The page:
Journal of Gastroenrerologyand Hepatology (1991) Suppl. 1 , 3 1-35

ADONIS 08 1593199100G95D

Epidemiology of hepatitis C virus in Japan: Role in chronic liver disease and hepatocellular carcinoma MICHITAMI YANO, HIROSHI YATSUHASHI, OSAMI INOUE AND MICHIAKI KOGA Institute for Clinical Research, Nagasaki Chuo National Hospital, Nagasaki, Japan



The recent isolation by Choo et al. of the genome of hepatitis C virus (HCV), the causative agent of parenterally transmitted non-A, non-B hepatitis, has greatly advanced the characterization of the main agents that cause viral hepatitis in humans. Sero-epidemiological studies based on the detection of antibodies against C100-3, which is located in the non-structural region of the HCV polyprotein, suggest that this virus is the cause of most cases of post-transfusion non-A, non-B This review integrates what is known about HCV in Japan, its role in chronic liver disease and hepatocellular carcinoma (HCC) and the prognosis and treatment of chronic hepatitis C.


PREVALENCE OF ANTI-HCV AMONG BLOOD DONORS IN JAPAN Since November 1989, all blood donors in Japan have been screened for anti-HCV as well as for HBsAg. The anti-HCV positive rate is correlated with age, as depicted in Table 1. Older people have higher positivity. On the basis of this data it has been calculated that there are about 1.7 million antiHCV positive people in Japan. The frequency of HCV antibodies in blood donors has been reported as 1.2% in the USA and 0.9% in Italy, 0.7% in France and 0.4% in Germany.6 In Japan the rate is 1.4%, which is a little higher than in other developed countries (Table 1).

The Ministry of Health and Welfare has estimated that there are about 2 million cases of liver disease in Japan each year. In acute sporadic hepatitis, hepatitis A accounts for about 37%, hepatitis B for 28% and hepatitis C for 13% of cases. Hepatitis C accounts for 76% of cases of acute post-transfusion hepatitis and, in chronic hepatitis, hepatitis C accounts for 48% and hepatitis B for 40% of cases respectively (Fig. 1). In liver cirrhosis (LC), hepatitis C accpnts for 43% of cases: this is twice as much as hepatitis B. In HCC, hepatitis accounts for about 50% of cases, also twice as much as hepatitis B. In total, it is estimated that there are about 0.8 million HCV-related patients in Japan. HCV-related chronic liver disease is the most common form of viral hepatitis in Japan at any one time. Approximately 50% of chronic viral hepatitis is due to HCV infection in Japan.

AGE DISTRIBUTION OF HBV A N D HCV INFECTION The age-specific distribution of patients first diagnosed as having chronic hepatitis C and B is shown in Fig. 2. One hundred and twenty-four anti-HCV positive chronic hepatitis patients and 193 patients with both HBsAg and HBeAg positive chronic hepatitis were followed for an average of 8 years. Prevalence was found to be positively correlated with

Table 1 Estimated number of anti-HCV positive patients in Japan Age group (years)

Population Anti-HCV positive rate (YO) No. anti-HCV positive








26 033 0.00

8980 0.53 48

16024 0.97 151

19 792 1.52 300

17 372 1.55 276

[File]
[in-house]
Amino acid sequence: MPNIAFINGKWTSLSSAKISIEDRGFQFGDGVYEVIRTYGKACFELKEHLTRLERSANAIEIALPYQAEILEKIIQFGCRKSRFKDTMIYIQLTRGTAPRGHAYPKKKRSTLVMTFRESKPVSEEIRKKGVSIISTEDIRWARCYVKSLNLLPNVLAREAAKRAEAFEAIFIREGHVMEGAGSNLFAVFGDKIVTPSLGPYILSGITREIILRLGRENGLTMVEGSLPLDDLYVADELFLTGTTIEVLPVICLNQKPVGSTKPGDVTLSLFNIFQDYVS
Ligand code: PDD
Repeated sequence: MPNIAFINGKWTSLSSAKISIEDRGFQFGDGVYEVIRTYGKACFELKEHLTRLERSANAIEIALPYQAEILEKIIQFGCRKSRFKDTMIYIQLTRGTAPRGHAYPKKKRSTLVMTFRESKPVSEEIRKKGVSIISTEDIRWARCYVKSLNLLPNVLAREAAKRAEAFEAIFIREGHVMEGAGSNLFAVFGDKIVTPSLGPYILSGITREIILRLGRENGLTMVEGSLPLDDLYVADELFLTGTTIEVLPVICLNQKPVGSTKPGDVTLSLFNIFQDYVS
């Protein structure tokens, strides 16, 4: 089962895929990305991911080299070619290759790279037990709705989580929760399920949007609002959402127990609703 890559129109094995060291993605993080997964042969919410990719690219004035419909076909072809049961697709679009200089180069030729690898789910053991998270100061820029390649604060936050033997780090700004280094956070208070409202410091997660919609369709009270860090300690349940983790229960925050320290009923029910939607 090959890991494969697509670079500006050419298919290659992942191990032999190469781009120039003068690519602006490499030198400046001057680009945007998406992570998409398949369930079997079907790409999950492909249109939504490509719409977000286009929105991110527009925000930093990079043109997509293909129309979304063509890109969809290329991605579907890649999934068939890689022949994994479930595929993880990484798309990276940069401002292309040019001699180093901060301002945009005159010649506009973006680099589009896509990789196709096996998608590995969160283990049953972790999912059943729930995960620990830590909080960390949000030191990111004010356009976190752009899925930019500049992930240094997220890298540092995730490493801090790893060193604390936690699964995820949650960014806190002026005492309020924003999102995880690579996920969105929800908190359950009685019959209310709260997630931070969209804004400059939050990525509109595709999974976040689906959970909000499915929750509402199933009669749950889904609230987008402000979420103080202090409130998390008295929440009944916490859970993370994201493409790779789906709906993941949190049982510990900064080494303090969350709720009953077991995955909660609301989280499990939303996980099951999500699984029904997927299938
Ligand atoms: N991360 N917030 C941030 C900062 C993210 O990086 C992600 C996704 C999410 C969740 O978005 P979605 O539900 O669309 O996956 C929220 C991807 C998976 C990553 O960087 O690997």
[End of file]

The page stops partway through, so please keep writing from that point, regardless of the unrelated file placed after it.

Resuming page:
32806 2.83 928

121007 1.41 1703


x 1000.

Correspondence: Prof. M. Yano, Nagasaki Chuo National Hospital, Institute for Clinical Research, Kubara 2-1001-1, Omura City, Nagasaki, Japan 856.

M . Yam et al.


age. In older age groups there was a high prevalence of chronic hepatitis C. This was the same distribution of HCV carrier state as in blood donors. In chronic hepatitis B, the incidence was highest in subjects who were 25-30 years old. Among younger patients with chronic hepatitis B, many underwent spontaneous improvement to a state of apparent cure. Therefore, the prevalence of hepatitis B in older people decreased. In contrast with this, spontaneous resolution of hepatitis C was less common, leaving a higher proportion of chronic carriers in older age groups.

RELATIONSHIP OF HCV EPITOPES T O CLINICAL INFECTION The so-called Chiron antigen, the C100-3 antigen, belongs to the non-structural (NS) 3-4 region in the RNA genome.’ Several other kinds of epitopes have now been reported, Acute sporadic hepatitis

TypeC hepatitis

Acute PTH

Chronic hepatitis
















such as C825 from the NS5 region and CP-9 in the core Each antigen-antibody system can be evaluated using various techniques. The core antigen-antibody system for HCV, the NS3 region, the NS4 and NS5 regions have all been studied. We examined the variance of these three antibody systems using six techniques available for their detection. We used three kinds of anti-C100-3 kits that had the same recombinant fusion polypeptide, but there were differences of coating between wells and beads,, and of assay between enzyme-linked immunosorbent assay and radio-immunoassay. KCL, the amino acids of which were mixed with those of the NS4 region, and C825 were developed as an enzyme immunoassay for detecting a specific anti-HCV (Mizuno, unpubl. data). A case of acute sporadic hepatitis C that developed to chronic hepatitis is shown in Fig. 3. Initially, there was a response to all the antibodies, such as anti-C100-3 arid antiNS5 region and anti-core region (CP-9). Later, however, anti-C100-3 disappeared while anti-core region (CP-9) and anti-NSS region (KCL) remained. After the disappearance of anti-C100-3, polymerase chain reaction (PRC) for HCVRNA was still positive. The important conclusion is that it can be very difficult to determine the diagnosis and course of hepatitis C with probes that are directed towards only one epitope of the HCV genome.